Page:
So, here I stand. I do believe that the fetus is a life. Actually, that is not a matter of belief; by any legitimate definition I think it is a matter of fact. I also believe that the fetus is a potential person. It is not a “full-blown” person because that means a certain level of independence and the ability to live in relationship with others. Still, I cannot get past the fact of potential personhood in the fetus; that makes the life worth preserving. Nevertheless, I believe that therapeutic abortions are sometimes regrettably necessary, particularly if carrying the pregnancy to term would put the life of the mother at serious risk. In such a case a decision must be made to value one life over the other and that is very difficult. There are cases in which the already established personhood and relationships of the mother might be judged to be more valuable than the potential personhood of the fetus. That would be a terribly difficult call for a Christian woman who believes that sacrificial love is a hallmark of her faith, but, if she dies for the sake of the fetus, she may actually be selfishly putting her commitment to the fetus ahead of her commitment to her other family members. Again, it’s a tough choice to have to make.

I believe that we should work to eliminate elective abortions or “abortion on demand” or “abortion as birth control.” Should that be done legislatively? I’m not sure. My impulse is to say “Yes.” The problem would come in criminalizing elective abortions while not criminalizing therapeutic abortions. How would such a law be enforced? There are a lot of issues involved with such an effort. I absolutely believe that we Christians ought to do all that we can to educate toward the eradication of unwanted and unplanned pregnancies. Abstinence before marriage and faithfulness in marriage is our ideal and we must stick to it. But we must also counsel responsibility for the sake of our children’s health and their future.

2 comments:

jeremy said...

Mike,

I've enjoyed reading your thoughts on this issue over the past couple of weeks. I think it is good that we look at abortion from a number of perspectives--particularly, that multiple religious groups get a say, as they often have very strong feelings on the issue.

I agree that most everyone who is educated on this issue and has given it thought is probably motivated to their position by compassion, either for the mother or for the unborn child. It is often the strategy of extremists on both sides to attempt to villainize those who hold the opposing point of view. This is not only inaccurate, but it works against the process of dialogue. I am glad to hear that an attempt is being made to explore the many sides of this issue.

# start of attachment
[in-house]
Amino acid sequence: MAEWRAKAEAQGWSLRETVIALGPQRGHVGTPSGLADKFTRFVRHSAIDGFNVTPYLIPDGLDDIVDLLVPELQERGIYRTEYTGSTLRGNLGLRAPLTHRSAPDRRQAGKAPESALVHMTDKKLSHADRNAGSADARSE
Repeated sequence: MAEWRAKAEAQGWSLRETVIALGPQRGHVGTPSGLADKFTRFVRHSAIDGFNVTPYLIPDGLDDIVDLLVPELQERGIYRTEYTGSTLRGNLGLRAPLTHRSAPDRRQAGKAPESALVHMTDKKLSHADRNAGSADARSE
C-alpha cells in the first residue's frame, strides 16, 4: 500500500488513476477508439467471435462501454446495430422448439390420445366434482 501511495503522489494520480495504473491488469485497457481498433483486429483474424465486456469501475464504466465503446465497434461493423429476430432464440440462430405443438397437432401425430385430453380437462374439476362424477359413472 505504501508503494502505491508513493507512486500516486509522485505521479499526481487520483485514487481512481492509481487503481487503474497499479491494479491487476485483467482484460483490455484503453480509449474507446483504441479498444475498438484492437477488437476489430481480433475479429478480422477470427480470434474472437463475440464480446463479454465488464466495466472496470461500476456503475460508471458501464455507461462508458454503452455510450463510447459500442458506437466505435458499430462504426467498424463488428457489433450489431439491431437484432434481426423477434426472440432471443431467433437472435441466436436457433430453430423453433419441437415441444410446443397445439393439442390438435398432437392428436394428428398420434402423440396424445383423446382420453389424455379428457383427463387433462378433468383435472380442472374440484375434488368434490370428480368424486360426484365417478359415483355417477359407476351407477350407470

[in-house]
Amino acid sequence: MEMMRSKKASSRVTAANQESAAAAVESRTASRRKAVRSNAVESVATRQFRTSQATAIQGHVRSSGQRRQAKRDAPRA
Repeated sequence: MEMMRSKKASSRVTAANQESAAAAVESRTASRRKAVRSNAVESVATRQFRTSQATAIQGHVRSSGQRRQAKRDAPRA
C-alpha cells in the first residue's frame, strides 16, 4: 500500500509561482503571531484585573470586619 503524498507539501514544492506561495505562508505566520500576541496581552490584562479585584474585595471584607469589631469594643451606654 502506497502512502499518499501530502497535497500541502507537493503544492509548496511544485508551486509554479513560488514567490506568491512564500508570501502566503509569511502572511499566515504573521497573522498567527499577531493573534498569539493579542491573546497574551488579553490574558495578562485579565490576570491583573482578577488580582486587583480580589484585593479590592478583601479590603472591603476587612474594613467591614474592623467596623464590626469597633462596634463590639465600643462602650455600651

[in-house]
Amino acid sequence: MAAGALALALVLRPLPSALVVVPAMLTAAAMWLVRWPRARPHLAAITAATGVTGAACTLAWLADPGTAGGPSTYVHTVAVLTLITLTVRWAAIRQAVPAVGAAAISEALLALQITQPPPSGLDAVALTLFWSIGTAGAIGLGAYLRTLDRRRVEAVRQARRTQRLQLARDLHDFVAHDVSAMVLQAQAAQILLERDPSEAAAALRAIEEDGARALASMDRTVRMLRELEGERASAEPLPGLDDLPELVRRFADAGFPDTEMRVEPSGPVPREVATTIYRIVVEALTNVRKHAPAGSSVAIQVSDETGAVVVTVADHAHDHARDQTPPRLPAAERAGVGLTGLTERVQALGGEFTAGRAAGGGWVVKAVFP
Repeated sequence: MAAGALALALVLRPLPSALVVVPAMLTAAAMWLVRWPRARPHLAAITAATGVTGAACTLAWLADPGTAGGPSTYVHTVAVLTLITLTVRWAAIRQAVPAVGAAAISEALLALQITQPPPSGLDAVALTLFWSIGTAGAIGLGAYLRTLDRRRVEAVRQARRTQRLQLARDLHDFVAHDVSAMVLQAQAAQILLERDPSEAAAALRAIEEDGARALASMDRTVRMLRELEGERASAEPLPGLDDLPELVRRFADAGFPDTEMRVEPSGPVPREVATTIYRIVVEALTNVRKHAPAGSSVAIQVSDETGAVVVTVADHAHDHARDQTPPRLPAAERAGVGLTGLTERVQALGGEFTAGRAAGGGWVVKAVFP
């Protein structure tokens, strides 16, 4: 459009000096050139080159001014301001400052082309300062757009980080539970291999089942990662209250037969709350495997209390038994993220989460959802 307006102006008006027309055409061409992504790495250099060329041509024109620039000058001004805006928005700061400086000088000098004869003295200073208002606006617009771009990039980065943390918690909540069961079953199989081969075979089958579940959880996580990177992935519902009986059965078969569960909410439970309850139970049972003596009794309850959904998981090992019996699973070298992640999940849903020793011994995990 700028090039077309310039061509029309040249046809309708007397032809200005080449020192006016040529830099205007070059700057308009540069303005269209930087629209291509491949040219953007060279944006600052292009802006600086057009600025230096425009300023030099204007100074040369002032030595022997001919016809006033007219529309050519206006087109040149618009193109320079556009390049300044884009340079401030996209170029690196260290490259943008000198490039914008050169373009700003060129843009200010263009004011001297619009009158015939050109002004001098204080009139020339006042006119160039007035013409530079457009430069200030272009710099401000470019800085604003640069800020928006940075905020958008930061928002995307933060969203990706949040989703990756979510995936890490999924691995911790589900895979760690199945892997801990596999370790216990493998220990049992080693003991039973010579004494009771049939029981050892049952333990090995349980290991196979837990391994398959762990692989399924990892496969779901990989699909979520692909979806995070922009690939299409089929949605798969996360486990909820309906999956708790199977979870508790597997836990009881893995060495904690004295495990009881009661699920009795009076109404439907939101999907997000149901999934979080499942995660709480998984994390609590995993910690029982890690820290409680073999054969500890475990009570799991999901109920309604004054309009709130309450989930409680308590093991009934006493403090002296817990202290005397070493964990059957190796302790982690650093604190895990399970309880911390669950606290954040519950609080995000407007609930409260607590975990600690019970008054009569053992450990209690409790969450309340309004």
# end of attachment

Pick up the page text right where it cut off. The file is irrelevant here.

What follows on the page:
You have given me a lot to consider through these readings. I have always considered myself pro-life, but your recent blogs have helped me to clarify my thoughts in some areas... and have opened up new internal debate in others.

I also agree that the best policy is preventing unwanted pregnancies before they occur, and that abstinence before marriage and faithfulness within marriage are the keys to this. It is difficult, though, as you say, to determine how education on these issues might best be handled.

Yes, ideally, I suppose the church would be involved. However, my personal experience with my conservative Southern church attempting to 'educate' us on matters of sexuality was, quite frankly, a frightening and emotionally scarring affair. We were taught by a lay-person, not a minister, and we were told things that I now look back on with incredulity. I am sure this man was well-intentioned, but I cannot imagine any adult believing that telling teen boys the sorts of things he told us could ever be productive.

I relate this story only to point out that any issue involving sex and sexuality is going to be both complex and delicate. We should (as the panel you were on has) give very serious thought to these issues, and should consider their many sides before simply rushing to conclusions or attempting to implement solutions.

Thank you again for sharing your thoughts this week. I wish you blessings.

-Jeremy W

Mike Ruffin said...

Jeremy,

Thanks for your comments. You are right that any effort to deal with sex ed in the church is going to be a challenge. One scenario might be to bring in "outside experts" (doctors, psychologists, social workers) for forums with the youth. Again, parents would need full disclosure about what is being said and taught. But that would at least avoid the danger of well-meaning but untrained people trying to fill the educational role.